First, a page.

Gauge bosons of Weak Interaction

QuestionsCategory: Particle PhysicsGauge bosons of Weak Interaction
Ajinkya Ranade asked 5 years ago

So we all know that every fundamental force has a particles that mediates the force – strong nuclear force has the gluon, electromagnetism has photons, gravity has the hypothesised graviton and Weak force has W and Z bosons.

But why are there two different gauge bosons for the same force? Isn’t one boson enough to mediate a force? Does the independent existence of the two signify something?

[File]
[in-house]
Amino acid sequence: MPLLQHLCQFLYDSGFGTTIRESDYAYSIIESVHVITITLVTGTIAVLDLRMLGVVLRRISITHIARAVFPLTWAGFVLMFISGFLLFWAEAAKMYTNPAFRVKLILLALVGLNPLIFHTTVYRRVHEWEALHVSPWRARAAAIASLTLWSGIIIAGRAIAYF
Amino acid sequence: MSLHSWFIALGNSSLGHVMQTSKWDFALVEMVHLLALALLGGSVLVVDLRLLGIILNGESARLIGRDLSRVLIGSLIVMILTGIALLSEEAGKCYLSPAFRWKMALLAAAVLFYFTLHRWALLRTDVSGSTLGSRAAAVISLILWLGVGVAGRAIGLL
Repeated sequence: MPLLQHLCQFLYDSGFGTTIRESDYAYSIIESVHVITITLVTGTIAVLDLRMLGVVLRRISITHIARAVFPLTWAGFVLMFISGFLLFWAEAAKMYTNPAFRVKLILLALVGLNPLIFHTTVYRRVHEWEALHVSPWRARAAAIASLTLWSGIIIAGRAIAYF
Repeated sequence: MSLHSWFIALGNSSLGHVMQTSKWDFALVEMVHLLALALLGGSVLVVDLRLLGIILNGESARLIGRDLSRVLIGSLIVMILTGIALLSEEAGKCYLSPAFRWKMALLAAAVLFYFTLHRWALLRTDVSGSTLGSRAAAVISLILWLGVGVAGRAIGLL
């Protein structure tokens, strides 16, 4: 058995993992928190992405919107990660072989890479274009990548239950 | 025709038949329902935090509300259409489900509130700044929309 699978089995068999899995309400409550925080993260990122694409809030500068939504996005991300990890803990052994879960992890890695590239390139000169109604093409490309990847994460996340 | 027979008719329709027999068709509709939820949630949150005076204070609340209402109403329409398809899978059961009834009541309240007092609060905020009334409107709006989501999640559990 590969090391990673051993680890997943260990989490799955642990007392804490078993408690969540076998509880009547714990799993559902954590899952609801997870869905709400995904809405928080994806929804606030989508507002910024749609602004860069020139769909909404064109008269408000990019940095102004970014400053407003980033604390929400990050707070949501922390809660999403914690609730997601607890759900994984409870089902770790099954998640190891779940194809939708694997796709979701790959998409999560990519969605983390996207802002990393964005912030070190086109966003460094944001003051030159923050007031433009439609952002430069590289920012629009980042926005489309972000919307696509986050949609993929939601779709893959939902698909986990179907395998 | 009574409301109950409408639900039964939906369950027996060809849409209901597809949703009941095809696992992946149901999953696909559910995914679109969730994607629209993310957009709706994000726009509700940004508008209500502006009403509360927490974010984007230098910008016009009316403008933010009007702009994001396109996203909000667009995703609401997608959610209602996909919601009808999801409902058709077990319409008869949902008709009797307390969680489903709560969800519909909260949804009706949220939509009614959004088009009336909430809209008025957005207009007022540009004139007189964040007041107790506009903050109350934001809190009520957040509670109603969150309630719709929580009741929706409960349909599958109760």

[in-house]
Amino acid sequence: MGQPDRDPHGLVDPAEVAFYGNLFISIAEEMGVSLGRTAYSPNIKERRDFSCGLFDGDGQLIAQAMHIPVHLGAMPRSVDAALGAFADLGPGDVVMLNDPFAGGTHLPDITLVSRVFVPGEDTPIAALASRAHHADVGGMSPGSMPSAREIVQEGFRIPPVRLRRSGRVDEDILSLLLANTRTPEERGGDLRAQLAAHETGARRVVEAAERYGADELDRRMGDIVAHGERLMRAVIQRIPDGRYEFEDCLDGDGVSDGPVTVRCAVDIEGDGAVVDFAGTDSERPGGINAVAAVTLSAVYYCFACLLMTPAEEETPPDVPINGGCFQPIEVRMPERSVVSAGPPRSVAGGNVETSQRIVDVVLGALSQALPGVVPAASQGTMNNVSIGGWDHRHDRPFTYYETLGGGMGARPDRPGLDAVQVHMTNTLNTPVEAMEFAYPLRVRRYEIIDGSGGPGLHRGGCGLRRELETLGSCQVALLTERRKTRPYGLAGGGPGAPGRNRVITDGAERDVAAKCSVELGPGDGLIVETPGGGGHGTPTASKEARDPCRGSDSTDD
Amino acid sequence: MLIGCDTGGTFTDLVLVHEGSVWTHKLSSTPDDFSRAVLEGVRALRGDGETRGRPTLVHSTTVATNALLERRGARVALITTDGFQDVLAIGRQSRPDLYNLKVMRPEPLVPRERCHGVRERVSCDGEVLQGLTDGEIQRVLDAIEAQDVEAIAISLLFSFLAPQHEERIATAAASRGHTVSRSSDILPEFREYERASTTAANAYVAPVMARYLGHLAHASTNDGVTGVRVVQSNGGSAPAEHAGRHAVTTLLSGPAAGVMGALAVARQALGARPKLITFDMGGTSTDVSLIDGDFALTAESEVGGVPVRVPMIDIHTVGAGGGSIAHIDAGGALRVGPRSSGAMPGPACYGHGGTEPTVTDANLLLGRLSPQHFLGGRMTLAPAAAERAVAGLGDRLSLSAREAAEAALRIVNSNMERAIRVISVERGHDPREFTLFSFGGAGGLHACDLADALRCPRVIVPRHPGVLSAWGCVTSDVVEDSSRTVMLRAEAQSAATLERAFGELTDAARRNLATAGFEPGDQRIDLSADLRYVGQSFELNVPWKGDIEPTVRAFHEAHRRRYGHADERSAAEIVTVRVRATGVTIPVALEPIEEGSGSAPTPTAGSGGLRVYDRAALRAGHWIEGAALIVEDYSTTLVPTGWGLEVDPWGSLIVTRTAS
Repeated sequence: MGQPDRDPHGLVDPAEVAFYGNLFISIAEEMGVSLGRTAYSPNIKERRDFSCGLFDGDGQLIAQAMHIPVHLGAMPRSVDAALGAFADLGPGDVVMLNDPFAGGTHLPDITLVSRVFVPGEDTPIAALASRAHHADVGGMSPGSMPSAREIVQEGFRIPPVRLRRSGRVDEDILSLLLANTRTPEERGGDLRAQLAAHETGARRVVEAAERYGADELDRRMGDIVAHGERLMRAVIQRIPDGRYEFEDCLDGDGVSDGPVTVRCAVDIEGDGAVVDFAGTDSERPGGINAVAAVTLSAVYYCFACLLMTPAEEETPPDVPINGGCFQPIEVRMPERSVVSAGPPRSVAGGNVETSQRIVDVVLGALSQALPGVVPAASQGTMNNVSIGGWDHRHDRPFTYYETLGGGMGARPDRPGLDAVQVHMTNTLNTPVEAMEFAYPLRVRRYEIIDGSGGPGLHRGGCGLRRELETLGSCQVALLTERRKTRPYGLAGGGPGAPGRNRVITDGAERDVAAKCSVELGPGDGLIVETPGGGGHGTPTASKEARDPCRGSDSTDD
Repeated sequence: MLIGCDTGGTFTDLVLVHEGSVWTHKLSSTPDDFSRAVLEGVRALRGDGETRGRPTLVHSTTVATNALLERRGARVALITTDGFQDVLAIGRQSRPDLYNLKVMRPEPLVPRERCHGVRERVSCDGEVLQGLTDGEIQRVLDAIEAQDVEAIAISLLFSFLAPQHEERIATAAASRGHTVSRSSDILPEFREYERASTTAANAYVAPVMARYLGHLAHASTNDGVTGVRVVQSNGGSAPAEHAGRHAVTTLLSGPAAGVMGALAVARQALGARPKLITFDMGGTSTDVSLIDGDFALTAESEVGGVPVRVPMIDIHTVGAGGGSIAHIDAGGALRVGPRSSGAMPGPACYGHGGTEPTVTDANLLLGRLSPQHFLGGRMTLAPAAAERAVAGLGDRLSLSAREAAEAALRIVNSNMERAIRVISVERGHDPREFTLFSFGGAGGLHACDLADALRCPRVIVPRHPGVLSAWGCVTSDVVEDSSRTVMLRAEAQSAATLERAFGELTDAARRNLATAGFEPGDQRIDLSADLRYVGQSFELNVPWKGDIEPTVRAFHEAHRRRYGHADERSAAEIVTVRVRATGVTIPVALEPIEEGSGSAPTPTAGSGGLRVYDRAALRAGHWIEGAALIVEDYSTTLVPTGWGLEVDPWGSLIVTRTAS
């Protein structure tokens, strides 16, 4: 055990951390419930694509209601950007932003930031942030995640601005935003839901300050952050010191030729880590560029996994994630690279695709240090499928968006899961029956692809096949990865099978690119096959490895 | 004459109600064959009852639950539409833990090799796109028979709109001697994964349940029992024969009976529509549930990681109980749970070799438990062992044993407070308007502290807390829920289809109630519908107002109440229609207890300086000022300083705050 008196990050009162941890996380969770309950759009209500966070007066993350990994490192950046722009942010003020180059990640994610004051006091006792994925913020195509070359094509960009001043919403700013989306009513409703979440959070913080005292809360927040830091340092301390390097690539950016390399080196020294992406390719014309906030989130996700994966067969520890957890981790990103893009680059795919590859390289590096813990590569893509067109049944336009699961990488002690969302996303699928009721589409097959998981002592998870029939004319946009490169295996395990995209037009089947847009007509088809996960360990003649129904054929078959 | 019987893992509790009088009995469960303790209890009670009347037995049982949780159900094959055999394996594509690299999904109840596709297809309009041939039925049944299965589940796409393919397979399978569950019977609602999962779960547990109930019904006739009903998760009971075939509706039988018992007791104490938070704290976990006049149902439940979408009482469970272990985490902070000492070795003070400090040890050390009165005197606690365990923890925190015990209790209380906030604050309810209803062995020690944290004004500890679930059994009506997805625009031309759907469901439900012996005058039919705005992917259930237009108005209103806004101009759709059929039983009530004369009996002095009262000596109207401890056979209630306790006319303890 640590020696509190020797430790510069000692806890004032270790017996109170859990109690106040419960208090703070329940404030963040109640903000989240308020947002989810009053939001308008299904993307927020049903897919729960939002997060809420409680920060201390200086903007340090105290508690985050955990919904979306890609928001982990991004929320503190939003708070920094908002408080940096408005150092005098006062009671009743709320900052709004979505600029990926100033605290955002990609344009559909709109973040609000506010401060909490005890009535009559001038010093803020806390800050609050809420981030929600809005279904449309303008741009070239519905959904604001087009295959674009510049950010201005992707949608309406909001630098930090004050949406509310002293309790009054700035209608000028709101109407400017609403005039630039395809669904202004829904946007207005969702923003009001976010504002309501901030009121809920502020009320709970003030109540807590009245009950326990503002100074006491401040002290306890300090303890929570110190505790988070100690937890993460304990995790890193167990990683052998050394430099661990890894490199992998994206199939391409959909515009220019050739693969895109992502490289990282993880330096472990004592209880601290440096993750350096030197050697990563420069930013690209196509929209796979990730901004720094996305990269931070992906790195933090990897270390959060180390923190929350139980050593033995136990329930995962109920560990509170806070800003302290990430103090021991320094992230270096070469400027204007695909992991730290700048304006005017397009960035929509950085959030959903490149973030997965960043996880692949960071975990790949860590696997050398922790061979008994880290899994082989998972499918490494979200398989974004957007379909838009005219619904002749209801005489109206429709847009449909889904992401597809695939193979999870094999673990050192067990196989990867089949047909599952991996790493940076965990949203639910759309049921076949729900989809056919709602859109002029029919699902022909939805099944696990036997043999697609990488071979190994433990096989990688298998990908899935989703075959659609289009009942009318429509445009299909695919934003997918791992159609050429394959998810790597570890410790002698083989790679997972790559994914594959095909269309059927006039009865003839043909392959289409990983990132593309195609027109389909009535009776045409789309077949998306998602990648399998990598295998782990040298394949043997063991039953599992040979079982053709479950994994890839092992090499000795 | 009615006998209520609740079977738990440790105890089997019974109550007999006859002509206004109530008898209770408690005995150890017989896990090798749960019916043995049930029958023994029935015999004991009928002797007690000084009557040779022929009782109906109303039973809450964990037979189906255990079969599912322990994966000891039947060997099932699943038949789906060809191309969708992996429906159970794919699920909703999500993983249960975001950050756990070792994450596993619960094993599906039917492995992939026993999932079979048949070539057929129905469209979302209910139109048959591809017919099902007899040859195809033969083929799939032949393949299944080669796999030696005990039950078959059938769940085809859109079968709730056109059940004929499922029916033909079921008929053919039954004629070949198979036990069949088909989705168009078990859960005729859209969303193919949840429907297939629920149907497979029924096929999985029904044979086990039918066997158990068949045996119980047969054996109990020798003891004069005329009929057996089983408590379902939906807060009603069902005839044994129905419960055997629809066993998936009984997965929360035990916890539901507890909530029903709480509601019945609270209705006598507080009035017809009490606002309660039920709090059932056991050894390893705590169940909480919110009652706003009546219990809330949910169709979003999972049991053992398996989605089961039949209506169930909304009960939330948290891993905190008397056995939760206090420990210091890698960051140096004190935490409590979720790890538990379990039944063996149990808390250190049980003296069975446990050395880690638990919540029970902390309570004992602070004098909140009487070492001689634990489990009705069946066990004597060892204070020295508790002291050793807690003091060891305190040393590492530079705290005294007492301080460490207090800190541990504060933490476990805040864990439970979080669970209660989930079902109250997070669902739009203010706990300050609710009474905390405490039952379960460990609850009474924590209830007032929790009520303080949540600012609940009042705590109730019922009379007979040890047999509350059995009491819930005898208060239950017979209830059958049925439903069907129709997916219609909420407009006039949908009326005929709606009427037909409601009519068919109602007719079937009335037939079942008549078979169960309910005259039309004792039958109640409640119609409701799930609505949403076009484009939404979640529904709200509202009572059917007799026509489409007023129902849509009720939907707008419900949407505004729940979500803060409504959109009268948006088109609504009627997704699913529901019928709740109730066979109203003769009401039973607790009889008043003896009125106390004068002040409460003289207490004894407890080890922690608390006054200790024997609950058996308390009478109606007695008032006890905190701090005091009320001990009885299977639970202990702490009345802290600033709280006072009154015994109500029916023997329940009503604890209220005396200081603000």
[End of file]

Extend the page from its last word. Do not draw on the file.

1 Answers
Best Answer
shreyak chakraborty answered 5 years ago

The particles that mediate a force are defined when the field is quantized in QFT and has a symmetry group associated with it.
The generators of that group manifest as the quantum of that field.
The EM field has U(1) symmetry and has only one generator- the photon
The weak field has SU(2) as the symmetry and thus has 3 generators. These are W+,W- and Z0
But since this symmetry is broken, these particles are distinct and have different properties.
In case of strong field, it has SU(3) symmetry and is unbroken thus giving it 8 generators( there are 8 types of gluons) but they are all symmetric so nobody makes a distinction between them.
Study QFT to get more knowledge on this